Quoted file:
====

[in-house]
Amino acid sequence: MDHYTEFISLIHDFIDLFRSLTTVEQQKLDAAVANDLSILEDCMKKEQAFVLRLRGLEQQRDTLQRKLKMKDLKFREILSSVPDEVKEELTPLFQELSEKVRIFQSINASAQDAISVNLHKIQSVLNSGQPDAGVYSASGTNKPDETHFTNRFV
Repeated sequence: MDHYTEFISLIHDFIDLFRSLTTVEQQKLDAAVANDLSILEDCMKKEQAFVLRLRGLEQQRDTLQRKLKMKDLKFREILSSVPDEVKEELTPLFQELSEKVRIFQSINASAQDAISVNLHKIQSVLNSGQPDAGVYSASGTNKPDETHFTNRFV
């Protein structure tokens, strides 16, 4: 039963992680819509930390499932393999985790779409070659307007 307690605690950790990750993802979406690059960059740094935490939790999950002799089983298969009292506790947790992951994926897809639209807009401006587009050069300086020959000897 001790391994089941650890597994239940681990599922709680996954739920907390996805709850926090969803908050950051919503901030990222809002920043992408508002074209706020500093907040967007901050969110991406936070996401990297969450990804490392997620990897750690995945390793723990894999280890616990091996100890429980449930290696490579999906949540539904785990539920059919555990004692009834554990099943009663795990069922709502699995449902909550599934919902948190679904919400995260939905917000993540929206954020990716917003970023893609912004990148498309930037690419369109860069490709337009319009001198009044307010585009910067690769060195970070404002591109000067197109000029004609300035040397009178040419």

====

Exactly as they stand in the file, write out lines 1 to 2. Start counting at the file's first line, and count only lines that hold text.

[in-house]
Amino acid sequence: MDHYTEFISLIHDFIDLFRSLTTVEQQKLDAAVANDLSILEDCMKKEQAFVLRLRGLEQQRDTLQRKLKMKDLKFREILSSVPDEVKEELTPLFQELSEKVRIFQSINASAQDAISVNLHKIQSVLNSGQPDAGVYSASGTNKPDETHFTNRFV